US President Barack Obama has warned the "international community's credibility is on the line" over its response to alleged chemical attacks in Syria. Russia, meanwhile, has warned against US action without UN assent
Obama told a press conference in Sweden that the international community had a duty to uphold a ban on the use of chemical weapons, ratified by countries around the world, following their alleged use in a Damascus suburb. The US has laid the blame of the August 21 attacks - which it claims left 1,429 people dead - at the feet of Syrian President Bashar al-Assad's regime.
"America and Congress' credibility is on the line, because we give lip service to the notion that these international norms are important," Obama added. The president had previously described the use of chemical weapons in Syria as a "red line."
Obama is seeking international and domestic support for US-led military intervention in Syria. On Tuesday evening he received backing from rival Republicans and the US Senate Foreign Relations Committee for his draft resolution permitting military action for a period of an initial 60 days, extendable to 90 with congressional approval. The draft includes a provision banning any deployment of US forces on the ground.
The president is to put his intervention plans to a vote in Congress when lawmakers reconvene after a summer break next Monday. He has indicated he is willing to act in the absence of UN Security Council approval.
Putin demands proof of Syria attack
Russia remains opposed to the United States taking unilateral action on Syria and, as a permanent member of the UN Security Council, has repeatedly resisted efforts to push the UN to take action.
In an interview with Russian state television on Wednesday, Russian President Vladimir Putin warned the United States against an assault on al-Assad's regime without UN assent.
"Only the UN Security Council can give approval for the use of force against another state, Putin said."
For the first time, however, he said he did not rule out Russian support for intervention, if he was provided unequivocal evidence that the Syrian government had used chemical weapons. Asked whether he could foresee Russia backing a UN resolution authorizing force if it was "beyond doubt" the regime was behind the attacks, Putin replied: "I do not exclude that."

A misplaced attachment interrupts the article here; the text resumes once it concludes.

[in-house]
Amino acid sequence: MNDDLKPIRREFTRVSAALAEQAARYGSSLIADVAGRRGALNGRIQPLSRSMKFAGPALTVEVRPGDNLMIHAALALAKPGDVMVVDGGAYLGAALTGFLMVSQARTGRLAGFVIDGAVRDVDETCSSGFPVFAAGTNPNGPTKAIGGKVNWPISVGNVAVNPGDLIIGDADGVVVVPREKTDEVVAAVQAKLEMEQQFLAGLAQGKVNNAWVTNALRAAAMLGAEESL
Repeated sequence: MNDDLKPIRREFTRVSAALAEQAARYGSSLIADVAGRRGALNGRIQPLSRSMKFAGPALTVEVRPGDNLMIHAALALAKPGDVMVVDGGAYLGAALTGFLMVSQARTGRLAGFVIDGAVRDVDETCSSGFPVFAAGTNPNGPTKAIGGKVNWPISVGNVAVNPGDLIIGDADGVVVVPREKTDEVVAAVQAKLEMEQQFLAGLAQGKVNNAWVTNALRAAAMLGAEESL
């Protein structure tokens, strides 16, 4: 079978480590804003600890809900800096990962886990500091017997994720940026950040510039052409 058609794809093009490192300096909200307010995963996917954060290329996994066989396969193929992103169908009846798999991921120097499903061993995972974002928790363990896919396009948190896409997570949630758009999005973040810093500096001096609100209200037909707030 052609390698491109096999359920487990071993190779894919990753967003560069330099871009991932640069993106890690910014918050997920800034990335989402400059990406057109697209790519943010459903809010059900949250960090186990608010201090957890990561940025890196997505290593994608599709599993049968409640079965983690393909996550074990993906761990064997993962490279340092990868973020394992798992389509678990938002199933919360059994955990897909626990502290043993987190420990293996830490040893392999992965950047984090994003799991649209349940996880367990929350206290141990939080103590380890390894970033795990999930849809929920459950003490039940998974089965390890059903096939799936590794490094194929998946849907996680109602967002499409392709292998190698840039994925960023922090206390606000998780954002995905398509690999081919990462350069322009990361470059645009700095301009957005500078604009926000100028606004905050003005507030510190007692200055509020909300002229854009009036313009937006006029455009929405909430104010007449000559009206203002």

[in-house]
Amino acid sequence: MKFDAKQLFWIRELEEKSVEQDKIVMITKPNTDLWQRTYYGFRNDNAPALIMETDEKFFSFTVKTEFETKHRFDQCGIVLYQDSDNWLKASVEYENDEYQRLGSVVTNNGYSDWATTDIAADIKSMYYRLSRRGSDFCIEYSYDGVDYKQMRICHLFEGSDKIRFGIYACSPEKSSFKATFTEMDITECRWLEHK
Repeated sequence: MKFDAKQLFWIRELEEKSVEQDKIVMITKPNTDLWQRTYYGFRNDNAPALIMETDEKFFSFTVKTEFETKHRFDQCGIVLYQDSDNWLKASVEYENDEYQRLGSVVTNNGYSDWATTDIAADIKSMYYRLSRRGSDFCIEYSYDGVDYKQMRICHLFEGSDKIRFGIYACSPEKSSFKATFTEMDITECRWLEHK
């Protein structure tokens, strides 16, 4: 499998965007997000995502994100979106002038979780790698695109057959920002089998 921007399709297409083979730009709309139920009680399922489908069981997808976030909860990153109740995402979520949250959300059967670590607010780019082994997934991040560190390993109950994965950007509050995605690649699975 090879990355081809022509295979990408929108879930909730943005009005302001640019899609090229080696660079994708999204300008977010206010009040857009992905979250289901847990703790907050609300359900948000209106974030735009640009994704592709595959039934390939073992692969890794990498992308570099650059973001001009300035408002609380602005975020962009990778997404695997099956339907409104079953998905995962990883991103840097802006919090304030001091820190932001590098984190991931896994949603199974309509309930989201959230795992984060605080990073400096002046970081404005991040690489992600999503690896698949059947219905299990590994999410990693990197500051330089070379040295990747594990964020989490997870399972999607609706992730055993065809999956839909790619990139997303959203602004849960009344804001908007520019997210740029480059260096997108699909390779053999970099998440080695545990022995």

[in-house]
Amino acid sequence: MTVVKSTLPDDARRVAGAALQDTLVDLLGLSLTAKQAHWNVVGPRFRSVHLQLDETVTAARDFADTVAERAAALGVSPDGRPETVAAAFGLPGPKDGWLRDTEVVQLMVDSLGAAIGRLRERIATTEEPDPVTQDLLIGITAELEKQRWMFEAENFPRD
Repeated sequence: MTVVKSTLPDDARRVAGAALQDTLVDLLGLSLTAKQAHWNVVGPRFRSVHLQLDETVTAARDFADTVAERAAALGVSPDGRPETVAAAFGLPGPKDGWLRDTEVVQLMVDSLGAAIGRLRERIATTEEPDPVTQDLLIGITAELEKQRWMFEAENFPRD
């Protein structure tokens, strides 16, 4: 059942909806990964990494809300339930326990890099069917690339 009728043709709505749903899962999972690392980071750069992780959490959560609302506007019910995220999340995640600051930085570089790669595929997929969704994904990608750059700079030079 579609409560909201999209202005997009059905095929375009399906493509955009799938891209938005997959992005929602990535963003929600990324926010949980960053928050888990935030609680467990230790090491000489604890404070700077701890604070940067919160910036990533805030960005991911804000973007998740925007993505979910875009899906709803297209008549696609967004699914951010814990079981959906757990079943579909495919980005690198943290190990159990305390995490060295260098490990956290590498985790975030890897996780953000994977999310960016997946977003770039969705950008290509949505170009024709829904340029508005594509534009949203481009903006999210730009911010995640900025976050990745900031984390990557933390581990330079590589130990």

The Russian president's comments came ahead of a G-20 meeting to be held in Russia starting Thursday, which is sure to be dominated by discussions on Syria.
France debates its role
France remains the only permanent member of the UN Security Council, alongside the United States, which has expressed its willingness to take part in a US-led intervention. It opened a parliamentary debate into the issue on Wednesday afternoon.
"To not act would be to put in danger peace and security in the entire region. What credibility would our international commitments against non-proliferation of weapons of mass destruction including nuclear weapons stand for," French Prime Minister Jean-Marc Ayrault told parliament.
"What message would this send to other regimes, and I am thinking like you of Iran and North Korea? The message would be clear: You can continue."
Unlike the United Kingdom, France does not need parliamentary support in order for the president to give the go-ahead for limited military action. Last month the UK parliament struck down plans for military involvement put forward by Prime Minister David Cameron.
German Chancellor Angela Merkel, who is facing a general election later this month, has ruled out German military involvement, but vowed to hold talks in St. Petersburg to press for meaningful United Nations action.
ccp/ph (AFP, Reuters, AP)